Lord Butler’s report has, much like the earlier Hutton report, exonerated the government and individual members of the government from blame; in relation to taking the UK to war on the false premise of Iraq possessing weapons of mass destruction (WMD).
Butler has achieved this neat side-step by working on two mistaken assumptions:
- He has assumed, that with respect to the evidence on WMD; all parties and processes connected with the collation, processing and dissemination of the evidence functioned unsatisfactorily. Therefore, if all were to blame, no one individual could be held personally responsible or singled out for blame. He assumes that the UK government still operates under the principle of collective Cabinet responsibility.
- Butler also noted that if Prime Minister Blair had not really believed that there were WMD, then he would never have used that as an excuse for war. Butler holds to the belief that once the lie had come out, after the war, the Prime Minister’s position would have become untenable; ie it would have been irrational for the Prime Minister to lie.
Unfortunately, the pretence of collective responsibility has long since been abandoned by Prime Minister Blair; who has little interest in the seeking the approval or counsel of Parliament, or his colleagues in the Cabinet.
However, Butler ignores one very salient point, that is exactly what has happened. There were no WMD, and the Prime Minister is having to explain how this “error of judgement” occurred.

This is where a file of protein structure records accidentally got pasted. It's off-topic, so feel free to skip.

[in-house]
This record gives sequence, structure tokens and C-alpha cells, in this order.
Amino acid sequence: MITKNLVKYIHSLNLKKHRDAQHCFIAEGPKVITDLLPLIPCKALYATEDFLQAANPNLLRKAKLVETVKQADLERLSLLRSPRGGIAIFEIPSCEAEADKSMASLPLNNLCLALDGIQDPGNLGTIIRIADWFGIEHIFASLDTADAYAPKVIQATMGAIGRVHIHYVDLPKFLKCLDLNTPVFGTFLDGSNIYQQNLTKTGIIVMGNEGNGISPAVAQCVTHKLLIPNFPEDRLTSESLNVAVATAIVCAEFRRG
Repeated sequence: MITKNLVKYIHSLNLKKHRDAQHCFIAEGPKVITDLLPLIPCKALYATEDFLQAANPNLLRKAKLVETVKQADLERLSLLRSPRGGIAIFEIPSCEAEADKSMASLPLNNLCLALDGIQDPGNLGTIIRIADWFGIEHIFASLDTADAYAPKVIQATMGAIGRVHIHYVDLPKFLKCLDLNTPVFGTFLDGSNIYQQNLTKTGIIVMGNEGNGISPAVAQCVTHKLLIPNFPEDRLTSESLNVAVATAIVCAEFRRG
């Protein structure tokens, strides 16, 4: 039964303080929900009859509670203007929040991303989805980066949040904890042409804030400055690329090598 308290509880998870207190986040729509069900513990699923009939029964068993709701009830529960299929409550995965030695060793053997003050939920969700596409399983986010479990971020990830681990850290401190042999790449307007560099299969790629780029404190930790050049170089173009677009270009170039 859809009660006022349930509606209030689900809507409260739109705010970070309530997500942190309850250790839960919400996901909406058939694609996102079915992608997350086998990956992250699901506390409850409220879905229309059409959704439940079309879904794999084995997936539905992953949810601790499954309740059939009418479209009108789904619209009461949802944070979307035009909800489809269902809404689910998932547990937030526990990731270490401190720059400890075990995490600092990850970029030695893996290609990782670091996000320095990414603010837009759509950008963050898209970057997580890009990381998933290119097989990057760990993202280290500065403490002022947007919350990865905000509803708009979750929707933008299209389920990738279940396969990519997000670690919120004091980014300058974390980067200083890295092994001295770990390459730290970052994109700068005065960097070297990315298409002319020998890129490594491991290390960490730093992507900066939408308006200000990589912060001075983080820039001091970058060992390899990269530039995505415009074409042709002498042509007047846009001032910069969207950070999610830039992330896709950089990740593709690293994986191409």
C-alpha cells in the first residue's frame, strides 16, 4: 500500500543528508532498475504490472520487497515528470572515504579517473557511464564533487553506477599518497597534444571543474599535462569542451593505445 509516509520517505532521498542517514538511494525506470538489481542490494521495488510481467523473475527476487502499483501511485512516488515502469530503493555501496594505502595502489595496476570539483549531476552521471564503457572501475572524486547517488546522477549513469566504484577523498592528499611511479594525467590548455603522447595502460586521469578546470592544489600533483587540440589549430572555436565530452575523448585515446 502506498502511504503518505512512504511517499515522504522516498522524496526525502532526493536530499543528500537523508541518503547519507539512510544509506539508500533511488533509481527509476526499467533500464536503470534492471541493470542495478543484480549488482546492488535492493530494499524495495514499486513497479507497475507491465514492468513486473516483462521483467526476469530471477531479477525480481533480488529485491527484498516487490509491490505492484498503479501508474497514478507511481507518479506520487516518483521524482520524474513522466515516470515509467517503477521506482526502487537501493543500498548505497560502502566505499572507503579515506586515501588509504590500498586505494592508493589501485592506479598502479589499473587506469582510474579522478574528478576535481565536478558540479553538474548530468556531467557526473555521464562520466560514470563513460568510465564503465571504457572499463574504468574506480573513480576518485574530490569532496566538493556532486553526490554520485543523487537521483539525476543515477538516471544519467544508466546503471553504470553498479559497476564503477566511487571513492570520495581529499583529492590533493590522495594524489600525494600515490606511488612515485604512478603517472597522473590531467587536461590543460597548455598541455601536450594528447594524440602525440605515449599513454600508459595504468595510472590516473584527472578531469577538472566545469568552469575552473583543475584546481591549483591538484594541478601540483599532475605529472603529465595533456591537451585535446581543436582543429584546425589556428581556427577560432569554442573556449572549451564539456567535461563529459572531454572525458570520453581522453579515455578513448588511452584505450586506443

Unfortunately they don’t.
Protecting individuals from specific blame is the act of an honourable man. Unfortunately, the politicians that he protects are not honourable; and have readily in the past sought scape goats to protect their own positions, when errors of judgement and incompetence threaten their privileged positions.
The argument that it would be irrational for Blair not to tell the truth, shows how little Butler understands Blair. Blair did not care whether there were WMD or not, the possibility of there being WMD was enough to use in his argument to take the UK to war.
Blair, as a lawyer, knew that whatever the outcome of the search for WMD he would always be given the benefit of the doubt; ie that he acted in the best interests of the country. It could never be proven that he had deliberately lied, it is after all still an essential part of the law that you are innocent until proven guilty.
I am afraid that Lord Butler, being a man of honour and integrity, inhabits a world that has long since ceased to exist; which is exactly why he was chosen to prepare the report.
An honourable man cannot be accused of deliberately colluding with the government in a cover up.